This scene is a reason a company – especially a small or medium-sized business – needs a public relations consultant. Large companies have resources to retain in-house PR or communications directors; smaller companies often don’t have that luxury.

  1. A PR consultant who is familiar with your business and who has media experience will guide you through protecting your brand and keeping messaging and responses focused.
  2. A good PR consultant will listen to you and your company’s needs and be able to translate those needs into messages that the customer/consumer/client can relate to.
  3. When you are revamping your web site, ramping-up social media and collateral materials, the PR consultant is a fresh set of eyes to write, edit, interpret and offer expertise on how your content and communications will be perceived outside your company.
  4. Since media can be your friend, the PR consultant can reach out to his or her contacts with an appropriate pitch geared to the media audience and then prepare you to take on that media interview with confidence.
  5. To prepare for times when negative news is focused on your company, the PR consultant will act as your company spokesperson or prepare you or your delegates to speak in a straight-forward manner aimed at tackling the crisis and looking forward to repairing the company image.

Can your company afford to be caught unprepared? The PR consultant is a human insurance policy watching over your image and brand which is what makes you successful.

View from the Lake – Updated

View from the Lake – Updated

Our annual sojourn to Lake Winnipesaukee is underway. It occurs to me I have

Sunset from Tuftonboro

Sunset from Tuftonboro

amassed many stories and listened to others’ tell their experiences about this magical place – my happy place.

Since the author of the splendid piece – who I gave credit to in the earlier version of this post – does not want his story told, I update this post today to share a few words about bucolic Lake Winnipesaukee.

Everyone should have a place in this world where they feel true happiness; whether it’s relaxing with a beverage on your back patio or on a white, sand beach somewhere – happiness is a fleeting commodity.

Author; from Abenaki Tower with view of Lake Winnipesaukee

Author; from Abenaki Tower with view of Lake Winnipesaukee

Now that we’ve been home for three weeks, my perspective is every so clear: life will be better, happier, more content with long stays living by (or near) the lake.

During our two weeks this year, I enjoyed a vacation schedule with some work continuing. My husband and I have home offices; even though we were by the lake, we created a ‘home’ office in our vacation house which included a table, chairs, our computers and solid internet connection. During times when we had to get some work done, the view was spectacular. Work time motored along. We were rewarded for our efforts by being able to step into the boat and onto the lake.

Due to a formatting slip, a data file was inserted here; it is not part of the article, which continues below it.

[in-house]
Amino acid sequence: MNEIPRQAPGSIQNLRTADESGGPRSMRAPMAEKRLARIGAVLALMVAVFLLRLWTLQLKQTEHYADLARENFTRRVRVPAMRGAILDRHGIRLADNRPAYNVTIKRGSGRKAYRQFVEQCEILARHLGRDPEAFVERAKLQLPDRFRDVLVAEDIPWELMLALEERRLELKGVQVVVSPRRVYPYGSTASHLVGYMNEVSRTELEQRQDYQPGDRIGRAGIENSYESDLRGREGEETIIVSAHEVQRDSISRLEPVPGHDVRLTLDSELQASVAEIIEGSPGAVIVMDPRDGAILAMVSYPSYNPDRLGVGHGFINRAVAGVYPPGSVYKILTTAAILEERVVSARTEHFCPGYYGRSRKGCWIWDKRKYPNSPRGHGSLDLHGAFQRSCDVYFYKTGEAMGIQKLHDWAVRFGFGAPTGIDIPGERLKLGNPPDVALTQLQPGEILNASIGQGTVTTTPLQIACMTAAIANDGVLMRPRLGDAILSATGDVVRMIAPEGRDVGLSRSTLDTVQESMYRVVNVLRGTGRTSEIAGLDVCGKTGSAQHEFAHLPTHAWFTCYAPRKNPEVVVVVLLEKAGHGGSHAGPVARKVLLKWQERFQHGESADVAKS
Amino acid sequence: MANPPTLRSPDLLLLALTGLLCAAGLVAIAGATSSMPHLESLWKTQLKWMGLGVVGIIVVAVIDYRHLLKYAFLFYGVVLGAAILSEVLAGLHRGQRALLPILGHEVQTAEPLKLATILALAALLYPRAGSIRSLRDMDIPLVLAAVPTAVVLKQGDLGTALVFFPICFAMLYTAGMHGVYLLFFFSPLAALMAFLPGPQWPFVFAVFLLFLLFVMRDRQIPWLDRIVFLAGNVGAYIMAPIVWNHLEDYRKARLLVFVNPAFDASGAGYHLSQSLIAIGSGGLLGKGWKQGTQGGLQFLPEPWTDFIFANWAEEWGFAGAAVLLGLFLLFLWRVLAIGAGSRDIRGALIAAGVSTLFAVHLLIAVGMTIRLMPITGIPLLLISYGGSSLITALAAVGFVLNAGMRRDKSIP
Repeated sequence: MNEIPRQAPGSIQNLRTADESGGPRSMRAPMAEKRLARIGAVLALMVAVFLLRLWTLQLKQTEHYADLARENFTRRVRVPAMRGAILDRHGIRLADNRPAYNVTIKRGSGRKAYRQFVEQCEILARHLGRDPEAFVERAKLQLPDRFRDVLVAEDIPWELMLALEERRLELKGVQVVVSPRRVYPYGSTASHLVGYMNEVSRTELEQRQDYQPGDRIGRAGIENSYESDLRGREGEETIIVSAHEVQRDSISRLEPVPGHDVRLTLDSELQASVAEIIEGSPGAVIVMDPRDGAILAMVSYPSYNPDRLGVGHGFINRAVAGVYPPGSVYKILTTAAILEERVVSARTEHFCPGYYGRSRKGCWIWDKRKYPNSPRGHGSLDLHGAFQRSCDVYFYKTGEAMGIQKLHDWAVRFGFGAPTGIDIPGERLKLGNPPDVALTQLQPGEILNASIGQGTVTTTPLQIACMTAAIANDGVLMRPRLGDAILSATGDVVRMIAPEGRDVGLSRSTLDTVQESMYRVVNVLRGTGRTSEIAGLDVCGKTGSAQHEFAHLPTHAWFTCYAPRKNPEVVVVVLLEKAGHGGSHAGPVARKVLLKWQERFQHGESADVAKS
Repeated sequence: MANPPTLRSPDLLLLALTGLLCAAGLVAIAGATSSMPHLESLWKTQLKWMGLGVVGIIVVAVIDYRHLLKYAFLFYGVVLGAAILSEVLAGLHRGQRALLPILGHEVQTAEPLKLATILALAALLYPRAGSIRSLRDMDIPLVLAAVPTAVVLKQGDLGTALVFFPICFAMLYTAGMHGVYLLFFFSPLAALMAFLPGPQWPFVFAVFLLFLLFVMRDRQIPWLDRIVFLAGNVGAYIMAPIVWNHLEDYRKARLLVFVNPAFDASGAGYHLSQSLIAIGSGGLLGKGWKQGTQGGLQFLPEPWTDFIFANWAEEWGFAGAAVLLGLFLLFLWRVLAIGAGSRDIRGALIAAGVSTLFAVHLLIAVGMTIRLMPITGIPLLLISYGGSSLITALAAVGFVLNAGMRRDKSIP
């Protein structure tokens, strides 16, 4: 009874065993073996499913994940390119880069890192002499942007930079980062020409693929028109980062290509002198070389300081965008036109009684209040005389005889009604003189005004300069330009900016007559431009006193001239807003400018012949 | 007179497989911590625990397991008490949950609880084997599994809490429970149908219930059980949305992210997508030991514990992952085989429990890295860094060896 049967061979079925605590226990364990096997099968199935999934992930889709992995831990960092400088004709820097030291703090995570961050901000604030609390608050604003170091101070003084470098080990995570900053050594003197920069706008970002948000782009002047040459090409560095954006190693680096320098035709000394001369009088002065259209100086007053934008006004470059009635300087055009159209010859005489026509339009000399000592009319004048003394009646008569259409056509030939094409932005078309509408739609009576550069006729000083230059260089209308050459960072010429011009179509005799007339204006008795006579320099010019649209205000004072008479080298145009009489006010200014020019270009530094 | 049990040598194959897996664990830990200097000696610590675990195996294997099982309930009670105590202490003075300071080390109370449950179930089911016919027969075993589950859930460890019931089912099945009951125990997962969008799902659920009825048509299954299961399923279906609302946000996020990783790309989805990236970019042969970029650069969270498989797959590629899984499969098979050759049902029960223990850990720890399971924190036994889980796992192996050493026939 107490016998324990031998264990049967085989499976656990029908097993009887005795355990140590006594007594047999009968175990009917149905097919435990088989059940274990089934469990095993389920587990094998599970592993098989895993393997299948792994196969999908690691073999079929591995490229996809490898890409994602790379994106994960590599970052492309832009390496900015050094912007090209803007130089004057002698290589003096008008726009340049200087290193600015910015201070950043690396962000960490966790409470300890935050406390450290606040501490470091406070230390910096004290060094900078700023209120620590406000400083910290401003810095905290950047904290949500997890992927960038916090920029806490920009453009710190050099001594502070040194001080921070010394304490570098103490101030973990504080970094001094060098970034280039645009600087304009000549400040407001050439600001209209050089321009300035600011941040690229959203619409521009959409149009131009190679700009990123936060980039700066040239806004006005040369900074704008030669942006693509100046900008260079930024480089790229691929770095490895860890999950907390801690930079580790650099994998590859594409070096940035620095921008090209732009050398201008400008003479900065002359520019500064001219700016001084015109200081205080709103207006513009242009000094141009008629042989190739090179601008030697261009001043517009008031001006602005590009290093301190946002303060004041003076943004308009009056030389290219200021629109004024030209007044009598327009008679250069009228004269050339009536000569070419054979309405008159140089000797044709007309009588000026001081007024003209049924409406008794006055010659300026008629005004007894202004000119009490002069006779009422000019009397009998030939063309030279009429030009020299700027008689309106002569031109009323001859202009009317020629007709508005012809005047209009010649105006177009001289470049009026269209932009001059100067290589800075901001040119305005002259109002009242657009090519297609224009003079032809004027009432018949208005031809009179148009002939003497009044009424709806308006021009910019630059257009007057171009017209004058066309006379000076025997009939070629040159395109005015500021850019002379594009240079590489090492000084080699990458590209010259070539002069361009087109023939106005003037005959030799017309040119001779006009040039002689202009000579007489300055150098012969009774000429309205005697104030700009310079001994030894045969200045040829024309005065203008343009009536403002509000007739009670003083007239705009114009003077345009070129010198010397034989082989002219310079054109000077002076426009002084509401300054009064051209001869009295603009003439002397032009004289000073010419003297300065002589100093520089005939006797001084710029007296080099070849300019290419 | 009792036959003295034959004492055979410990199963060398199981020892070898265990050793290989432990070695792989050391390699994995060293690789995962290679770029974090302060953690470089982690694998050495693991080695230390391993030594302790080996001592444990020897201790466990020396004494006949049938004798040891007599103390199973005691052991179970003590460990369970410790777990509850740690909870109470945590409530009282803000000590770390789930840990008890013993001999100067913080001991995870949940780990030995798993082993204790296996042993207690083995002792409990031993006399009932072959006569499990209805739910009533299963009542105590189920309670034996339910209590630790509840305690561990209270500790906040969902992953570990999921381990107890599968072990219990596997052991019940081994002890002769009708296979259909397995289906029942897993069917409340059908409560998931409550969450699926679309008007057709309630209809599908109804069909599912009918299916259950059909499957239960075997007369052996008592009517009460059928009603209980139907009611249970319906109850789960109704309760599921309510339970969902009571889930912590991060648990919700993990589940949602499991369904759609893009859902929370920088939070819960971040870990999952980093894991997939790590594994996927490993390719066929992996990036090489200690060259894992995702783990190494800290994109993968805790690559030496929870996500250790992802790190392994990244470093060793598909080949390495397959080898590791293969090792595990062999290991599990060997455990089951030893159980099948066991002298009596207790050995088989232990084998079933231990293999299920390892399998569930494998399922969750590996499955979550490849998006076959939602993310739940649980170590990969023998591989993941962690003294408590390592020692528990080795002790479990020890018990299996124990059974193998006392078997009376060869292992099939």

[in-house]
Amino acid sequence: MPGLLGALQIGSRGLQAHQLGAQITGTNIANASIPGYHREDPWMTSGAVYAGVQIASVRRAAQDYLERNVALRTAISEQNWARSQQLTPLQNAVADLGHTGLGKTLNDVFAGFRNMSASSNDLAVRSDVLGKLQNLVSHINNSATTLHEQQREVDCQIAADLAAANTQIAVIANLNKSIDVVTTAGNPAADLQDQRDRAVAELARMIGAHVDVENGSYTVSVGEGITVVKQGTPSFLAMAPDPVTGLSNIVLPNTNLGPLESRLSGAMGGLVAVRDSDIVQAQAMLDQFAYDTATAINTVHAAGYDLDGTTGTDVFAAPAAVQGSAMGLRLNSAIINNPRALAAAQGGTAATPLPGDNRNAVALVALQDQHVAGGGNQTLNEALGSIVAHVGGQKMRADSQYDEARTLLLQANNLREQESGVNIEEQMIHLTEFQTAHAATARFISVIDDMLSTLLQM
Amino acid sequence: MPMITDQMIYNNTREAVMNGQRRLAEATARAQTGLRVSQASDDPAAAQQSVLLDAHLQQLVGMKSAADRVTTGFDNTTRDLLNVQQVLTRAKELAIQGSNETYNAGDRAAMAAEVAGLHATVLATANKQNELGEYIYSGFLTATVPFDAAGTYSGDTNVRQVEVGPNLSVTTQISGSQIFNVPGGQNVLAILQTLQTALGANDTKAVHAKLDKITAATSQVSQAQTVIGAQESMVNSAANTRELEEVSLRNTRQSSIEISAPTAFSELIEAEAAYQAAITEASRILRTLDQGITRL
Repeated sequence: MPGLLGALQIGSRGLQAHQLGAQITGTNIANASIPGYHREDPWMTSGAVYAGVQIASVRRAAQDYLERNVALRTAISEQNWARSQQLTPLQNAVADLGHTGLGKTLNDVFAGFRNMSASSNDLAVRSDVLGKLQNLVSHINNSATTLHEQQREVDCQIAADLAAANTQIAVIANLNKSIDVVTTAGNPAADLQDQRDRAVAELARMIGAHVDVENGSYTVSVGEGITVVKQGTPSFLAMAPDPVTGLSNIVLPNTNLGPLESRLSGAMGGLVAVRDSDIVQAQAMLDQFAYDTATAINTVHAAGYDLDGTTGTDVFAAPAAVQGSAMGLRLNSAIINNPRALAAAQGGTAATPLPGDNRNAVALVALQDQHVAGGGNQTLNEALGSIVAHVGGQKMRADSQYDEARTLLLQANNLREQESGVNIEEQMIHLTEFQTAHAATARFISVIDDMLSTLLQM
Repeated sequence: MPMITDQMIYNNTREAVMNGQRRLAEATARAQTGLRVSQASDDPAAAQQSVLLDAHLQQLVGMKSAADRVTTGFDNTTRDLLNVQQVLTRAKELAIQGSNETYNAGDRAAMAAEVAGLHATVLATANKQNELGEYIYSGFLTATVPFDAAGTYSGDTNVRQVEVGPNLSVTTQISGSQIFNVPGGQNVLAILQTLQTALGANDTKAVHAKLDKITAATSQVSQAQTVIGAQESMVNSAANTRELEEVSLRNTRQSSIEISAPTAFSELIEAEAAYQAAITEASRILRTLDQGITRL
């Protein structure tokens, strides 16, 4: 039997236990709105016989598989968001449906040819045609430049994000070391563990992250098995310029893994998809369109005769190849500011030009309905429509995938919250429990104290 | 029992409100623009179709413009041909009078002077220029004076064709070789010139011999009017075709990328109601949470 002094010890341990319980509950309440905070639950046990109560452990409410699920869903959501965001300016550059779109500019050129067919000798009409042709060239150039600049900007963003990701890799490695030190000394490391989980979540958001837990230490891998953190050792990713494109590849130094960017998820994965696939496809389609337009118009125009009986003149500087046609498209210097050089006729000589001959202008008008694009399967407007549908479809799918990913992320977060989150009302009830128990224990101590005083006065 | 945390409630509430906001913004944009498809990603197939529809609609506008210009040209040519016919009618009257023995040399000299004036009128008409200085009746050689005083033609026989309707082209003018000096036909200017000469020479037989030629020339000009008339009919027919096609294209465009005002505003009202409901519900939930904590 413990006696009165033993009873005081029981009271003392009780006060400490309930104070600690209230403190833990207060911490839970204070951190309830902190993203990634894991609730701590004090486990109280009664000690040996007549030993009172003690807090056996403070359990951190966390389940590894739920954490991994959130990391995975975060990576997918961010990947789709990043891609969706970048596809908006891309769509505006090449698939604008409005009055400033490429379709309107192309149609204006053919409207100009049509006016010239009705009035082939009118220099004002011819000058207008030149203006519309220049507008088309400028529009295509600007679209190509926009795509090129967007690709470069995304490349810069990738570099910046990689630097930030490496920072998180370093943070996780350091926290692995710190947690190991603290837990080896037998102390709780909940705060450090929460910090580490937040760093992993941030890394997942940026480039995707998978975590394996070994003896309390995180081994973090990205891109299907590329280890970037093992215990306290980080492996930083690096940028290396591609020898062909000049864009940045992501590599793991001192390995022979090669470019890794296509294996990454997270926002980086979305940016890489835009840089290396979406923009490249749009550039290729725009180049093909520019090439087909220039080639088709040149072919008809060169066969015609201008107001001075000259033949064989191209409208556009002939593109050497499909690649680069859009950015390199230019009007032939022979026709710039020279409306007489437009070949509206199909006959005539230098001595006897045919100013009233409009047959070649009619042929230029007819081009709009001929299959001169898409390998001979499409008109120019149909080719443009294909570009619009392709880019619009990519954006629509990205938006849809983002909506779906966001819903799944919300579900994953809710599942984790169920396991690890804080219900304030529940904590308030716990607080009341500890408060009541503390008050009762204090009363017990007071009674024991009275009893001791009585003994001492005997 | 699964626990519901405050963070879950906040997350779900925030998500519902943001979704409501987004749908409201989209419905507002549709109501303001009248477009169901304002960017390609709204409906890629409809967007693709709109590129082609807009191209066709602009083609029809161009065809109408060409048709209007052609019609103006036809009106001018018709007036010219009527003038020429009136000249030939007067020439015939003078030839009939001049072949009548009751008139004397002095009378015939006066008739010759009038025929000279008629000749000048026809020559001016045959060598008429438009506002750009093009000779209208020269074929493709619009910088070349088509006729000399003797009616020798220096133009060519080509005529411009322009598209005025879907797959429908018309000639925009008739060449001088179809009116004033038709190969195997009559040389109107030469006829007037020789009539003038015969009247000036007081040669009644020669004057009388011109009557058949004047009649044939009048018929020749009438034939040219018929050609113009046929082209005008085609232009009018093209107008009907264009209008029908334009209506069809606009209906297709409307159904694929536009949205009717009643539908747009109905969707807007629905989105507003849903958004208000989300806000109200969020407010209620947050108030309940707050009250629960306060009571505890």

The Post boys jumping from the amazing rock off Moultonborough, NH

The Post boys jumping from the amazing rock off Moultonborough, NH.

My gym time – normally two or three mornings a week – was not interrupted on vacation. I joined the local gym in Wolfeboro for two weeks (at $25 -it was a huge bargain) and kept to my routine. That routine was supplemented  by the short walk up to Abenaki Tower with a view that hugs your mind and soul.

Breskin, Kardon and Friedman families in NH - courtesy Sean Kardon

Breskin, Kardon and Friedman families in NH – courtesy Sean Kardon

While making the move to New Hampshire will be a process; the goal will be to choose a home and site that will fill our hearts and minds with the love we feel for each other as well as for the place known as the Lakes Region. This adventure will be about discovering the community; getting to know the people and further exploring the lake and splendid nature that stretches for miles and miles.

What really happened for us during this vacation was the realization that we can indeed make the move to the Tuftonboro and Wolfeboro region. After enjoying wonderful moments this time with our friends, the Posts from Connecticut and our family from Pelham, NY, Los Angeles and Philadelphia, we know that home for us is wherever we are together. So why not be in a place where we can enjoy nature, people, family and friends? While we may or may not be finished with working full-time when we find a home and settle six months a year in New Hampshire, one thing is for sure the feelings of happiness and joy that fill our days and nights when we’re there – will hug us until we can breathe no more. The timeline is evolving – but the goal is clear: New Hampshire will be home for at least six months out of the year.